Tonight, rapper Asher Roth plays the Yost Theater. In the almost-four years since his single “I Love
College” propelled him into regular radio rotation, he and his legacy have gone under a particularly
curious metamorphosis. Like him or not, his celebration of the white-stoner millennial lifestyle wound
up being among the most influential recordings of the past five years. It's hard to tell at what point he
went from joke to prophet, but we at the Weekly did our best to map Asher Roth's journey from the frat
house to a respected rap mainstay.
It all started with MySpace.
Long before it became the preferred way for people you've never heard of
to spam you, it was a functional social networking site where a kid from Pennsylvania could upload a
few freestyles and be signed by a manager with actual industry connections. Such luck happened for
Roth, who soon signed to a joint-venture deal (partially held by a Universal subsidiary) and released his
The Greenhouse Effect mixtape. Part of DJ Drama's Gangsta Grillz series, it soon
became the most downloaded mixtape in the country, setting the stage for Roth's debut single “I Love
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The playful, distinctly suburban vibe of “I Love College” was a double-edged sword for Roth. While
he was able to court a fanbase hip-hop typically didn't outright aim for, many hip-hop outlets had a
difficult time connecting to the song's subject matter. The song itself had a challenging time making it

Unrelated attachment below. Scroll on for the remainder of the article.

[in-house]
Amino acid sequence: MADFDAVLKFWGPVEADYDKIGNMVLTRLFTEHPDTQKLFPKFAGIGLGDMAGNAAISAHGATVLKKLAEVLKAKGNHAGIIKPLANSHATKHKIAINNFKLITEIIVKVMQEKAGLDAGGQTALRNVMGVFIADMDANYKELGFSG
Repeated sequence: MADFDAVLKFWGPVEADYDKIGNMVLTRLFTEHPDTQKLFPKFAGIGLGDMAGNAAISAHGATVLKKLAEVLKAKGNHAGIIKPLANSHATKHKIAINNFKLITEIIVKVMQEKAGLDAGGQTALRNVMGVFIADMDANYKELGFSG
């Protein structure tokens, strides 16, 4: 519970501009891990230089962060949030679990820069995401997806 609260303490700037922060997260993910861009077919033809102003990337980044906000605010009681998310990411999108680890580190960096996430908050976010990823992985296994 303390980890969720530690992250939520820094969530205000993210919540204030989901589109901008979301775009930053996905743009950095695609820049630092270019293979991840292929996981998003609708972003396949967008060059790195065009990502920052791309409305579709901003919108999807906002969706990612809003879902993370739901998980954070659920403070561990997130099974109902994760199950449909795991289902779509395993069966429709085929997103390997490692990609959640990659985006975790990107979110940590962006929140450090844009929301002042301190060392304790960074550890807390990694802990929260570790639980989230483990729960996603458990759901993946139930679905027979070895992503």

to the public, with Weezer frontman Rivers Cuomo (who's since been identified as a Roth fan) denying
permission for the track to sample his band's hit “Say It Ain't So.” While Roth's eventual debut album
Asleep in the Bread Aisle did debut at number 5 on Billboard, some saw his 65,000 first
week sales as disappointing. But these were just the beginning of Roth's problems.
Discussion had been bubbling for a while about the racial implications of being a caucasion rapper
performing a traditionally black music but dealing with what some see as a traditionally white subject
matter. While this didn't have much ground to start with, Roth tweeting during a visit to Rutger's
University that he was “hanging out with nappy headed hoes” caused a firestorm of racism allegations
which further painted his shortcomings in an unflattering light.
But while the major labels seemingly turned away from the Asher Roth experiment, the impact of “I
Love College” inadvertently created an audience for drunk, white, charming, stoner frat-friendly rap that
thrived in Roth's wake. Most notably, there's Mac Miller whose 2011 album Blue Slide Park independently topped the Billboard 200 charts after years of grassroots grinding with the “I Love
College” audience. The same goes for Sammy Adams, whose re-imagining of Roth's hit as “I Hate College” garnered him six-
million YouTube views and a deal with Sony.
But while the frat-rap scene was on the rise, Roth was quietly re-establishing himself as a proper
rapper's rapper. While not jumping from one caricature to the next, he toned down the more cartoonish
elements of his character and re-emerged as an artist who, while still true to himself, made his lyrics his
main appeal. Now that he's found a new home at Def Jam for his sophomore album Is This Too
Orange?, time will tell if the movement he popularized will accept him as its leader again.